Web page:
Academic journal article Management & Marketing

Energy Security: Between Markets and Sovereign Politics

Academic journal article Management & Marketing

Energy Security: Between Markets and Sovereign Politics

Article excerpt


Energy security is a common strategic objective in the energy policy of states. For net importing countries, it refers in the first place to the security of energy supply, which in turn has to do with a state's ability to secure the needed energy imports from various sources and through various conduits at an affordable price. For net energy exporting countries, energy security designates rather the state's ability to secure and maintain market share.

Either way, there is an intrinsic political element to energy security, as international energy trade puts producer, transit, and consumer countries in relations of mutual (though not necessarily symmetrical) dependence, which are prone to being politically instrumentalized. Besides, as Shaffer (2009, p. 3) notices with respect to the international oil trade,

"Energy use affects the structure of the international system itself: oil use creates an element of interdependency in the international system. Since oil is a global commodity, each country's demand affects the price and supply availability of oil for all consumers."

Seen from the vantage point of the main actors at the international level (states, organizations and corporations), one paradigmatic approach to energy security is the market-driven one, which relies on inclusive, competitive and transparent international markets for ready access to energy. In a market-based environment, both pricing and flows of energy are optimized through the unhindered equilibrium of supply and demand. Accordingly, energy becomes a foremost commodity, delivered by profit seeking suppliers, and energy security risks are managed similarly to portfolio management on the capital markets (der Linde, 2008), with portfolio diversification and hedging contracts as instruments of risk mitigation.

As a matter of fact, the radicals in this camp, such a Pierre Noel (2008), dismiss the concept of energy security altogether, arguing that energy trade is shaped by market forces alone, with no substantive role to play for politics and geopolitics. There is a naïve ring to this claim, unless one reads it as implying that, in spite of the appearances, state action in the energy realm, domestically and internationally, is ultimately shaped by market fundamentals.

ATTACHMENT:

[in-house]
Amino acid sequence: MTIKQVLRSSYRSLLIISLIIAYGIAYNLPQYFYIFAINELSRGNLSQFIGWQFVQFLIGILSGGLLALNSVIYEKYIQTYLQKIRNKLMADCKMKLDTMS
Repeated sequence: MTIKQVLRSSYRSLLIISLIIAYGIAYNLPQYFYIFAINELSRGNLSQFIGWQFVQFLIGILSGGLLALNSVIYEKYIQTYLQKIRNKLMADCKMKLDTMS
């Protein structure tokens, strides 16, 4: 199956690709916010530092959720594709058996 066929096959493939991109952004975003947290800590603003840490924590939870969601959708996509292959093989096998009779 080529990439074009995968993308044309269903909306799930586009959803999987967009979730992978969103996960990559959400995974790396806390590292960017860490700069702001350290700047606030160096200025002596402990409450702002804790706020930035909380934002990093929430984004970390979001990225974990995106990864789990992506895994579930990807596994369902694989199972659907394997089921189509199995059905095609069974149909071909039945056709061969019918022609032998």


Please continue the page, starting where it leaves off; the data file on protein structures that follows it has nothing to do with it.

Obviously, the market-driven approach to energy security relies on a number of idealizations: it assumes an economic environment readily responsive to price signals, low barriers to international energy trade, sufficient infrastructure capacity, as well as widely accepted norms, rules, and procedures that regulate investments, contracts, conflict resolution etc. As such, it approximates to a large extent the liberal view of free trade, with competitive energy markets reinforcing robust and efficient supply mechanisms. As shown in the next section, the market-driven regime of international energy trade was in place in the 1990s for less than a decade of functional quasi-purity, anchored in a broad international consensus. For the rest, it either displayed familiar practices of oligopolistic market and price control, or has taken strokes from the rivaling state-centered, geo-politicized approach to international energy trade.

In a countervailing simplification, the geopolitical approach to energy security revolves around the notion of national interests and state-centered foreign policy action, turning energy into an instrument of political influence. Energy trade is seen as subordinate to hard power interests, and security planning prevails over market development. As such, it approximates to a large extent the realist view of international affairs, with its focus on state power and relative gains - as it is suspicious of the economic gains made by other states (Grieco, 1988) -, while the liberal view embraces the notion of prosperity based on absolute gains resulting from mutually advantageous economic arrangements (Axelrod and Keohane, 1985).

The nationalization of energy resources in energy exporting countries, especially in the 1960s and 1970s, and the creation of national state-controlled companies in the developing world have, as shown in the next section, strengthened state interventionism in energy matters. …

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